The Specialized Truck That Gives Marty Norton Freedom— and Helps Him Work at a State Historical Center


Marty Norton, 53, needed a truck. And not just any truck.

He needed a very specialized truck he could drive with his hands and would lift his wheelchair in and out of the vehicle so he could be better able to do his job at the Pete French Round Barn Visitor Center in Diamond, Oregon.

Marty Norton and his new truck, which gives him the ability to get to his job and do the work at his job.

In 2004, Norton was riding his motorcycle when he struck a deer. As he was picking up his bike, he was hit and dragged 270 yards by a man driving a van. The accident resulted in the loss of his legs above the knees as well as 136 broken bones, a separated aorta, crushed vertebrae and more than three days of straight surgery. He uses prosthetic legs and a wheelchair.

“It was the start of my new life. I get good parking places and I never have to stand in line,” said Norton, in true Norton style. He has a sense of humor and a positive and fun attitude toward life.

Norton participated with the Vocational Rehabilitation (VR) program to identify barriers to employment, needs for accommodations and resources for his job as a cashier with Grocery Outlet in Burns, Oregon.

But then life changed again for Norton, leading to another opportunity to work with VR. Two years ago, his father-in-law, Dick Jenkins, who built the Round Barn Visitor Center at the Pete French State Historical Site Round Barn, died. Norton, his wife, Zina, and his mother-in-law, Patricia Jenkins,  had to take over running the Visitor Center.

The visitor center is a hub of activity in rural Oregon. Besides the Round Barn being an historical site, the Visitor Center is sort of a way station for locals and tourists where they stop, get a snack, chat. But working there meant that Norton’s wife, Zina, had to drive 58 miles each way to and from their home in Burns.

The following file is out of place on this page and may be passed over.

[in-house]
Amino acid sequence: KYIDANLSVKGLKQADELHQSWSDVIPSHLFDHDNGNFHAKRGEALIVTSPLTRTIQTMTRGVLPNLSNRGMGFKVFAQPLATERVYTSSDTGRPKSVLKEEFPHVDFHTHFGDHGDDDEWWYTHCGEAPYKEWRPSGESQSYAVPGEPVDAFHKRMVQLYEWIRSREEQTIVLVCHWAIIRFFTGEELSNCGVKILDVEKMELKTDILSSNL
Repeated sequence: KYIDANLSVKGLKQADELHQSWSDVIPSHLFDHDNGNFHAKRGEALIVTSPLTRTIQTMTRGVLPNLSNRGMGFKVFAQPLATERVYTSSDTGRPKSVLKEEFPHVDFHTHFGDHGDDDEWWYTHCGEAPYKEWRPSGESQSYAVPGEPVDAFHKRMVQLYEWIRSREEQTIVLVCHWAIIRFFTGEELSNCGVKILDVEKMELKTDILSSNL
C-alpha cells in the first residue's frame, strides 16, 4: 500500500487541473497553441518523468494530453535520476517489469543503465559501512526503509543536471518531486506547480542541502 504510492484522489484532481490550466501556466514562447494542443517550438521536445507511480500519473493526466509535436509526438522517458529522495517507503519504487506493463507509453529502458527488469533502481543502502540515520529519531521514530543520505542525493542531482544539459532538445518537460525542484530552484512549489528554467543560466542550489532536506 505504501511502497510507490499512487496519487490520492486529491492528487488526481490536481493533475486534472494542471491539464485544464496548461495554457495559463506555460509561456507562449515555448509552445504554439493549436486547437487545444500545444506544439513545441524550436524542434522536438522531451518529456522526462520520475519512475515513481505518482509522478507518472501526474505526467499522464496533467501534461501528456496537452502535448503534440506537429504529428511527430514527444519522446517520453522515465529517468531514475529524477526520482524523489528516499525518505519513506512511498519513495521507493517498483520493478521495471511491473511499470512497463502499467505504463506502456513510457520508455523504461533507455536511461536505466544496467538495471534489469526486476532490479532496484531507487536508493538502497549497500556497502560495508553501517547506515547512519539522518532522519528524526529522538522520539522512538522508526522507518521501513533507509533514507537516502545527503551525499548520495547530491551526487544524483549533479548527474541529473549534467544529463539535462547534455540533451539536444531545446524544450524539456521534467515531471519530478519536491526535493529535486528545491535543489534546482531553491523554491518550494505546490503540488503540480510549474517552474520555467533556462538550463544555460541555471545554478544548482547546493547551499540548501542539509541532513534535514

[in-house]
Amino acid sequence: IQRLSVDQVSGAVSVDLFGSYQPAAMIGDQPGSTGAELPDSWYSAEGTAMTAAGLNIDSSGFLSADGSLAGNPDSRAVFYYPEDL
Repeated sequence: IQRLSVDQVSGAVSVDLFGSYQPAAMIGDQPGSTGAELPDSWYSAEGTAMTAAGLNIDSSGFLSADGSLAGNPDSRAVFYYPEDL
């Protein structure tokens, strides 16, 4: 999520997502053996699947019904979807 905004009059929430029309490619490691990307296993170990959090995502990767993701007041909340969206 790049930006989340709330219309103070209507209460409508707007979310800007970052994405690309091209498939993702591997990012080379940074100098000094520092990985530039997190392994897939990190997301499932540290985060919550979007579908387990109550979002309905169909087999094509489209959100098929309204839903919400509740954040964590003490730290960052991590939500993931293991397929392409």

Norton had a van, but it was an old 17-person tour van and he used hisprosthetic legs to drive. It was not that safe. His leg could get stuck under the brake pedal and his feet could not feel the gas or brake pedals. He had to guess about the needed pressure on the pedals.  

“I could wear my legs to work but end of day I had to take them off. They hurt. So, I couldn’t drive home,” Norton said.

Norton needed a truck to get to work and home, but also to be able to keep the historical Round Barn open and to do the needed ranch work.

Kathy Cook, the Lead VR Counselor for Eastern Oregon got to work. Melanie Whiteaker, Lead Support Worker is part of the VR team that also includes Dee Dee Satran, Branch Manager for Eastern Oregon, and Bambi Bevill, Region 3 Manager. Cook and Whiteaker serve clients in Harney and Grant counties. This work with Marty took a few years, as they worked with Marty to identify his needs with the new employer . There were policy changes to navigate, COVID and other issues to address, which took time.  

“Marty was very patient. We really looked at the need and potential employment and longevity and whether it would be a good fit – and it was for him,” Satran said.

Norton’s needs for a special truck were definitely demonstrated. Rural Oregon has rough terrain and maintaining services at the historical Round Barn sometimes required demanding physical labor. Norton and the VR team worked with James Kimsey, owner of Oregon Mobility Solutions of Tigard and Salem. His company provides services throughout Oregon.